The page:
The fourth EFA goal calls on countries to "achieve a 50 % improve ment in levels of adult literacy by 2015, especially for women, and equitable access to basic and continuing education for all." What are the chances of achieving this? First, the wording of the goal is problematic: strictly speaking, a 50 % improvement in levels of adult literacy is impossible for countries that already have literacy rates of about 67 %. The EFA Report pragmatically interprets the goal as im plying a 50 % reduction in illiteracy rates, consistent with the wording and intentions of the 1990 Jomtien World Conference on Education for All. According to projections run for 101 countries, 53 countries are "at risk" or "serious risk" of not achieving the adult literacy target by 2015; 18 are moving rapidly towards the target but still have a low chance of achieving it, mainly due to low starting positions. 6 Finally, 30 countries stand a high chance of achieving the target by 2015 as their literacy rate is already relatively high and continues to increase steadily. Most countries in the "serious risk" category are in Africa, but Cambodia, Egypt, India, the Lao People's Democratic Republic, Pakistan and several Latin American countries (Guatemala and Nica ragua) are also among this group.

Beyond Conventional Measures

Conventional assessments of literacy do not capture the rich politi cal and scholarly debates that have taken place in recent decades, influenced by academic research, institutional agendas and national contexts. Nor do they accurately reflect the scale of the global literacy challenge.

Cercle Reflect en Afghanistan Source: Jenny Matthews/ActionAid 

Cercle Reflect en Afghanistan Source: Jenny Matthews/ActionAid


Over the past five decades, definitions of literacy have shifted, from a discrete set of technical skills, to human resource skills for economic growth, to capabilities for socio-cultural and political change. In the academic community, theories of literacy have evolved from those focused solely on changes in individuals to more complex views en compassing the broader social contexts (the "literate environment" and the "literate society" ) that encourage, enable and sustain diverse literacy activities and practices.

Since the 1950s, international organisations – UNESCO in particular – have played an influential role in developing literacy policies. The first global survey of adult literacy, covering over 60 countries, was published in 1957, at a time when policy-makers were beginning to consider how education and literacy could better enable individuals to participate in and benefit from a modernizing economy. This and other publications contributed to a standard definition of literacy, adopted by UNESCO's General Conference in 1958: "A person is literate who can with understanding both read and write a short simple statement on his [or her] everyday life." This definition became a guidepost for measuring literacy in national censuses. Still today, about 80 % of the 107 countries surveyed by the UNESCO Institute for Statistics define literacy as the ability to read and/or write simple statements in either a national or native language. 7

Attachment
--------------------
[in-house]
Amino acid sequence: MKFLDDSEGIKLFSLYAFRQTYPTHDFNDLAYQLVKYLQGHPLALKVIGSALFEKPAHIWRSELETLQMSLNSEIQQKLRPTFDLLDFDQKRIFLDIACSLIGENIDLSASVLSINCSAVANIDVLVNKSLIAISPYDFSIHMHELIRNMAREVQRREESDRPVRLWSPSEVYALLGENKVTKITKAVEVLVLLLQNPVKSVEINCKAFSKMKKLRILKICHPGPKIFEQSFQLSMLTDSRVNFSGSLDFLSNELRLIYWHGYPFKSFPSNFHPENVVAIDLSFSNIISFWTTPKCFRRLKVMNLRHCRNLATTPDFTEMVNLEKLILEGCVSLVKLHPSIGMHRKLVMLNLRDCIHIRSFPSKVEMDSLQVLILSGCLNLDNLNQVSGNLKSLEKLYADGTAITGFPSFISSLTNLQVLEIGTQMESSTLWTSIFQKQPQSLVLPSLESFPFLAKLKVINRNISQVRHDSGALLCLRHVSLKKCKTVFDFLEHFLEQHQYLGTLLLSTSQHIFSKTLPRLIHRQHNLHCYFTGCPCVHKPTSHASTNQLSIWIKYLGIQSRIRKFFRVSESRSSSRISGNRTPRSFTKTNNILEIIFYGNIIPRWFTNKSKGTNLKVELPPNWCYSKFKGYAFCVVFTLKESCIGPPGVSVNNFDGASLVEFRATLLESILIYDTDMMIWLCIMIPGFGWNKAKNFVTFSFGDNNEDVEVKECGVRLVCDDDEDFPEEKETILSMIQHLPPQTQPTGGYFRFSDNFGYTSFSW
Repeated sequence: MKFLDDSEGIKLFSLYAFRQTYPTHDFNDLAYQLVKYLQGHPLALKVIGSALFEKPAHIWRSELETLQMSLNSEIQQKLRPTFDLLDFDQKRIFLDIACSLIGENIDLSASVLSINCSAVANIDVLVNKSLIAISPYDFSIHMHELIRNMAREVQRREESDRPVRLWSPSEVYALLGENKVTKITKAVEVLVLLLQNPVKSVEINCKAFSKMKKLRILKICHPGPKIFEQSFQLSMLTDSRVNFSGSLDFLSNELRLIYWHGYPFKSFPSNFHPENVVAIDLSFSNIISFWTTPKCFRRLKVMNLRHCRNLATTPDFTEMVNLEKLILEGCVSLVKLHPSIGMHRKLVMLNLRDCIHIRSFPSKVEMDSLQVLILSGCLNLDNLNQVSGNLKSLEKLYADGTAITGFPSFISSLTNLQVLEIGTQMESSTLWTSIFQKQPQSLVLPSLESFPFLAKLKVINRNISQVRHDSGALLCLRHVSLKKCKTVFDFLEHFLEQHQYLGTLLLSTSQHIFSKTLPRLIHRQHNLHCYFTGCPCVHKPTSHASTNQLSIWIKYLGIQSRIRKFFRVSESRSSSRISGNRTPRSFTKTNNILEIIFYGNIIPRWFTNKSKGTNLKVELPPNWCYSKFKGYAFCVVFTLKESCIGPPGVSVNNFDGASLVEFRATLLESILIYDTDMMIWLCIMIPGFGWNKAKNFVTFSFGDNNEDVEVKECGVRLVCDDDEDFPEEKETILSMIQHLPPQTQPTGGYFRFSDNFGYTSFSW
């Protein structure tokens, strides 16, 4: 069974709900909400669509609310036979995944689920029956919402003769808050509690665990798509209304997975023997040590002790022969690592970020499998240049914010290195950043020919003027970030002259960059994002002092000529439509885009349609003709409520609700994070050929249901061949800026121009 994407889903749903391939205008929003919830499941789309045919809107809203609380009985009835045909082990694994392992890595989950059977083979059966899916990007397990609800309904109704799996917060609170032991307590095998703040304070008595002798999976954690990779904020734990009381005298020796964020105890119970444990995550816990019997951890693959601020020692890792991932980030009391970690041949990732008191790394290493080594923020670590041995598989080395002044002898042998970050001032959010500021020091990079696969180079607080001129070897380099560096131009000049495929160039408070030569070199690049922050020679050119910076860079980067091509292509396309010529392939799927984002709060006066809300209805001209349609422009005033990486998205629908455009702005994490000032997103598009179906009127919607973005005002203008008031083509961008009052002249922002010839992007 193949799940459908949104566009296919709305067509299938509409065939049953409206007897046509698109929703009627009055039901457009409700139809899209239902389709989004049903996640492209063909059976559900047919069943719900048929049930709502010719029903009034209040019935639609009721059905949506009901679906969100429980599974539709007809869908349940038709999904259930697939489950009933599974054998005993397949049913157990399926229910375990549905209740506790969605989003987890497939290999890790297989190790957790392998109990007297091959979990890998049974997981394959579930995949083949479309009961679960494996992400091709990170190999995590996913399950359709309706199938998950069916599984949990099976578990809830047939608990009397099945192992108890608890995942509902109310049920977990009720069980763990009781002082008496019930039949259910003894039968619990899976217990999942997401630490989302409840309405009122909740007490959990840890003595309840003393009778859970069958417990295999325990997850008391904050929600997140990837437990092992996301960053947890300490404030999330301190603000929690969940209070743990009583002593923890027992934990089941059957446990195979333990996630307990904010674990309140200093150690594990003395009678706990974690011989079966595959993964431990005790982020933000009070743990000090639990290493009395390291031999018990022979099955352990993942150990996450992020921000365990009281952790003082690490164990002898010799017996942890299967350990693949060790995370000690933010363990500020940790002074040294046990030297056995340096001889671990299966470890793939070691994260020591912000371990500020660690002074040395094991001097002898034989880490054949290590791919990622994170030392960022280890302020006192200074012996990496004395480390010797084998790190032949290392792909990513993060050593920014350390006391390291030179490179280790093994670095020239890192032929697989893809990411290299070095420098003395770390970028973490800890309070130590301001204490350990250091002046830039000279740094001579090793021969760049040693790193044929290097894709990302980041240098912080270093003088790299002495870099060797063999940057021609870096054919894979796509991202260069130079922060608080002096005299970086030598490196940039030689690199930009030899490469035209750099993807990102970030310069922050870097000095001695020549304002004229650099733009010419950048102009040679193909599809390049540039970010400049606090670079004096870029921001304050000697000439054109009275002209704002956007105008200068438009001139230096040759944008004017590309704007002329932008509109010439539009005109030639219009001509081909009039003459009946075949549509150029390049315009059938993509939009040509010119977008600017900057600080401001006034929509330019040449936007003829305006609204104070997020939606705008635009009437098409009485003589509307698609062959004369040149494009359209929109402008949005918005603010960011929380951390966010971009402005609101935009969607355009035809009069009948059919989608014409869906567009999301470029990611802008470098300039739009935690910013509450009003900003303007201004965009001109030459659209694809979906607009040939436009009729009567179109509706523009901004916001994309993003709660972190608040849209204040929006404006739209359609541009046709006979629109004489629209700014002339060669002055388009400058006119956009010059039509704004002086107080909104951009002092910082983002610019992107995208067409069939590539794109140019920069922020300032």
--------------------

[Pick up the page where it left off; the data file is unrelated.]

Beginning in the 1960s, the concept of functional literacy gained credence alongside the notion of literacy as an integral component of social change, best embodied by Paulo Freire's theory of "conscienti zation" . Reflecting this shift towards a broader concept encompass ing a range of human concerns and aspirations, UNESCO's General Conference in 1978 adopted a definition of functional literacy still in use today:

"A person is functionally literate who can engage in all those activities in which literacy is required for effective functioning of his [or her] group and community and also for enabling him [or her] to continue to use reading, writing and calculation for his [or her] own and the community's development."

In line with these broadened dimensions, alternative measurement methods of literacy have been developed to give a more nuanced and accurate picture of the phenomenon. They incorporate direct assessment and the testing of literacy skills on wider scales rather than dichotomously, and conceive of literacy as a multi-dimensional phenomenon, embracing a variety of skill domains. Typically, direct measurements of literacy show that conventional methods often overstate actual literacy levels. These direct assessments improve the quality of literacy data and provide more accurate information with which to assess existing programmes and design appropriate policies.